Secular and religious feminisms: a future of disconnection?

Dawn Llewellyn , Marta Trzebiatowska

Research output: Contribution to journalArticlepeer-review

31 Citations (Scopus)


This article identifies a disciplinary disconnection between secular and religious feminisms. While areas of study such as women’s, gender and feminist studies, and disciplines like feminist studies in religion, spirituality and theology advance understanding of gender relations, they are forms of analysis that rarely keep company. As we argue, there is a disconnection grounded in a sacred/secular divide (Magee 1999) evident through the different stages of the women’s movement and feminist history. Not only is this disciplinary disconnection mutually unhelpful, but has implications for the ways gendered religious and secular discourses operate in the public square and therefore, has implications for the future of feminist theology.

This article first identifies the lack of relationship between secular and religious feminisms illustrated in three interrelated ways: secular feminisms’ neglect of women’s religious experiences; feminist religious studies’ reservedness; and the sacred/secular binary operating in the academy. We then suggest this disconnection extends to the most recent expressions of feminism – the third wave. This article then discusses what both disciplines lose from a lack of dialogue and what might be gained by a closer relationship; particularly when contemporary events in the public sphere (such as the Pussy Riots) highlight the importance of paying attention to the way women’s experiences, and secular and religious discourses interact.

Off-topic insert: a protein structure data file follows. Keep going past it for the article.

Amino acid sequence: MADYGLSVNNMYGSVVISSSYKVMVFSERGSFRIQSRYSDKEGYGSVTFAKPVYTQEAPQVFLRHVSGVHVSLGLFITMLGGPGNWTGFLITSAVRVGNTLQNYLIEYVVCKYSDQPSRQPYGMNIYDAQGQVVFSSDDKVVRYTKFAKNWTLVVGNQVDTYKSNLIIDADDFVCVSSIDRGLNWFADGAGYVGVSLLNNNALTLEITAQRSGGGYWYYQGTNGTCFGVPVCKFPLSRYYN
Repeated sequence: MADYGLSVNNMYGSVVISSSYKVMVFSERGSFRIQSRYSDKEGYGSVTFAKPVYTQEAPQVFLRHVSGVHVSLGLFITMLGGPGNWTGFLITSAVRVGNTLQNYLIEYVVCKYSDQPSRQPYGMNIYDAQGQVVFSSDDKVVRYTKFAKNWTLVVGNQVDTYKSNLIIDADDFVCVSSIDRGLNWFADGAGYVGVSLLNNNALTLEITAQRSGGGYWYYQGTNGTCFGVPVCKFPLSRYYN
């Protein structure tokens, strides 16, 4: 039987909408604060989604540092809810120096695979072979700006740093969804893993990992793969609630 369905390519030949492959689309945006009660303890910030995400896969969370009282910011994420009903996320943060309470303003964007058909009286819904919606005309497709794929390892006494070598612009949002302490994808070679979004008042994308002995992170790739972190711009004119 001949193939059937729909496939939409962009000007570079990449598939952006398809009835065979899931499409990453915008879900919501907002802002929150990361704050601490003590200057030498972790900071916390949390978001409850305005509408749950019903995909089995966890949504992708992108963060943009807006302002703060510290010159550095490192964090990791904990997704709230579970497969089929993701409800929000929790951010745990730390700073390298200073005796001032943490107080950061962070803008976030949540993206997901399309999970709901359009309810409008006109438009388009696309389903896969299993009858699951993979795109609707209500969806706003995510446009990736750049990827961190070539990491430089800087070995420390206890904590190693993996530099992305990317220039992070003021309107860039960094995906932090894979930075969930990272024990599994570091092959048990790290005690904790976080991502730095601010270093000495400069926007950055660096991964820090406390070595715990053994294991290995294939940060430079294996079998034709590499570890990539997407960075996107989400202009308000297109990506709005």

Original languageEnglish
Pages (from-to)244-258
Number of pages15
JournalFeminist Theology
Issue number3
Publication statusPublished - May 2013


  • dialogue
  • feminist theology
  • feminist religious studies
  • third wave feminism
  • secularism
  • Pussy Riot


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